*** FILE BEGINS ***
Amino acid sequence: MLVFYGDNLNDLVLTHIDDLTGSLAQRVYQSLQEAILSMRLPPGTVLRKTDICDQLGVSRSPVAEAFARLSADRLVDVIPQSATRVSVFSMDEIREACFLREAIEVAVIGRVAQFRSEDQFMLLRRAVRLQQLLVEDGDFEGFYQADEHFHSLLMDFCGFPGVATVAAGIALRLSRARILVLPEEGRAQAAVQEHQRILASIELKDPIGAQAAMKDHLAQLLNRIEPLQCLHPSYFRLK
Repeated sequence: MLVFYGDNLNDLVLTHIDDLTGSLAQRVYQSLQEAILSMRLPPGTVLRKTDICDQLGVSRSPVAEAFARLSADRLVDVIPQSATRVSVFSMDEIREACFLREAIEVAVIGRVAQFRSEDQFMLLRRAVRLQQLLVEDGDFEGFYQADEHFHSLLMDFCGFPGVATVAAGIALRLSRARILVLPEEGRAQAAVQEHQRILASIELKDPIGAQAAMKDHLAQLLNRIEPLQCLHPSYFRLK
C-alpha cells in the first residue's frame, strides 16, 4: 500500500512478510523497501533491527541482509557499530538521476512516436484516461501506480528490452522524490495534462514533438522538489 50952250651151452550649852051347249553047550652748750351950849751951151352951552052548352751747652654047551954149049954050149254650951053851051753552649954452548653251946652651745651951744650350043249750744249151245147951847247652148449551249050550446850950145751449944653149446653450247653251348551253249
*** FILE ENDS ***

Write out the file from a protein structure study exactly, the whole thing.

Amino acid sequence: MLVFYGDNLNDLVLTHIDDLTGSLAQRVYQSLQEAILSMRLPPGTVLRKTDICDQLGVSRSPVAEAFARLSADRLVDVIPQSATRVSVFSMDEIREACFLREAIEVAVIGRVAQFRSEDQFMLLRRAVRLQQLLVEDGDFEGFYQADEHFHSLLMDFCGFPGVATVAAGIALRLSRARILVLPEEGRAQAAVQEHQRILASIELKDPIGAQAAMKDHLAQLLNRIEPLQCLHPSYFRLK
Repeated sequence: MLVFYGDNLNDLVLTHIDDLTGSLAQRVYQSLQEAILSMRLPPGTVLRKTDICDQLGVSRSPVAEAFARLSADRLVDVIPQSATRVSVFSMDEIREACFLREAIEVAVIGRVAQFRSEDQFMLLRRAVRLQQLLVEDGDFEGFYQADEHFHSLLMDFCGFPGVATVAAGIALRLSRARILVLPEEGRAQAAVQEHQRILASIELKDPIGAQAAMKDHLAQLLNRIEPLQCLHPSYFRLK
C-alpha cells in the first residue's frame, strides 16, 4: 500500500512478510523497501533491527541482509557499530538521476512516436484516461501506480528490452522524490495534462514533438522538489 50952250651151452550649852051347249553047550652748750351950849751951151352951552052548352751747652654047551954149049954050149254650951053851051753552649954452548653251946652651745651951744650350043249750744249151245147951847247652148449551249050550446850950145751449944653149446653450247653251348551253249